Interpretation of genetic test results will be easier and more consistent in Australia due to a new study that has reached consensus on genes that are clinically important for hereditary cancer.
The study, published in the Journal of Medical Genetics, was led by researchers and representatives from QIMR Berghofer Medical Research Institute, Australian Genomics and Australian Family Cancer Clinics.
The leader of the project and head of QIMR Berghofer’s Molecular Cancer Epidemiology group, Professor Amanda Spurdle, said consensus opinion from health professionals would promote consistent practices in the ordering and interpreting of genetic tests across Australian Family Cancer Clinics.
“Genetic testing has become more widespread as science uncovers more evidence about the links between genes and certain diseases, including many different cancer types,” Professor Spurdle said.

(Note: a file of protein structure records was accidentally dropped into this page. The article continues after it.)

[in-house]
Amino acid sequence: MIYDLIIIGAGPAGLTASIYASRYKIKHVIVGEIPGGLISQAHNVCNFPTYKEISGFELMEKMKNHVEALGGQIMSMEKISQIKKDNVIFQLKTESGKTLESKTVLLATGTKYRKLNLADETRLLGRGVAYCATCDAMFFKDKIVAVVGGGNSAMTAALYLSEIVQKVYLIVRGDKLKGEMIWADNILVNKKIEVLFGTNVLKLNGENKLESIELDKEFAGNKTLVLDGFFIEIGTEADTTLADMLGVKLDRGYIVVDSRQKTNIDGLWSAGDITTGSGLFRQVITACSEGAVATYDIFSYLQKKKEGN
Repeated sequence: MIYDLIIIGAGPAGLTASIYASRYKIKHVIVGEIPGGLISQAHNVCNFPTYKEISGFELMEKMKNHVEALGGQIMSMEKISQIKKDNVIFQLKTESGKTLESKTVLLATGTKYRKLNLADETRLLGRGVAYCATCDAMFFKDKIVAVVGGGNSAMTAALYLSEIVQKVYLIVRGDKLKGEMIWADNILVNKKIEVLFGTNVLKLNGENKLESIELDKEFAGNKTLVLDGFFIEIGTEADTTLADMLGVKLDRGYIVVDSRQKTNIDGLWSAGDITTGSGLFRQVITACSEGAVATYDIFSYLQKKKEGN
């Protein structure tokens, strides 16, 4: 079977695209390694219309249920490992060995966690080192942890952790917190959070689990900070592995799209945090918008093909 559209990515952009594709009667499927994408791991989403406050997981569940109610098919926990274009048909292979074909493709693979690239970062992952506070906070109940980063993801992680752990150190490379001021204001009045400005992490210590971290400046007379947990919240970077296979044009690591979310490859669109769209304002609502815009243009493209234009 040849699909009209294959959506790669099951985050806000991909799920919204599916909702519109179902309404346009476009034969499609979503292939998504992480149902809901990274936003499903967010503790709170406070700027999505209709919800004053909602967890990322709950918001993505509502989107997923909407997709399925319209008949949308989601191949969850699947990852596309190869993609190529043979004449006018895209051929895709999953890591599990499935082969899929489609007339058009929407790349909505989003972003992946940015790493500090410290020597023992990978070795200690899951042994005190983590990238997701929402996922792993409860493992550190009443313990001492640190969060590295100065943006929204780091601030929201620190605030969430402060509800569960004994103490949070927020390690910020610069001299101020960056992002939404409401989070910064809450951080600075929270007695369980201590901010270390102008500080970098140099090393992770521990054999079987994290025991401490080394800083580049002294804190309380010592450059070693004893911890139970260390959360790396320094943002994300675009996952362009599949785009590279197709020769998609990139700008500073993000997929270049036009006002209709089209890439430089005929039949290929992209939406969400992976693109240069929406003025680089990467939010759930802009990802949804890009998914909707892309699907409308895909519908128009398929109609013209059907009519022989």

“Unfortunately, some genes are included in tests without strong evidence for their role in cancer risk. It is important that genes are only tested if the results arising may be relevant to the management of patients and their families, so that people aren’t subjected to unnecessary anxiety when receiving reports.”
The study sought and collated input from representatives of Australian Family Cancer Clinics about the clinical usefulness of 157 genes.
Agreement was reached on the relevance of testing for 119 of these genes, depending on the cancer type/s seen in the patient and their relatives.
Professor Spurdle said reaching consensus and national consistency was a complex process, particularly in a country such as Australia where the criteria for genetic testing are set at a Family Cancer Clinic or state and territory level.
“This agreement between clinics should allow relatives from families who span two or more states, territories or Family Cancer Clinics to receive consistent advice,” she said.
“Importantly, it has also set up a process to allow for regular review of genes involved in hereditary cancers so health professionals across the country are always working with the most up-to-date evidence when considering a genetic diagnosis.”
The research was supported by Australian Genomics Health Alliance (NHMRC grant 1113531).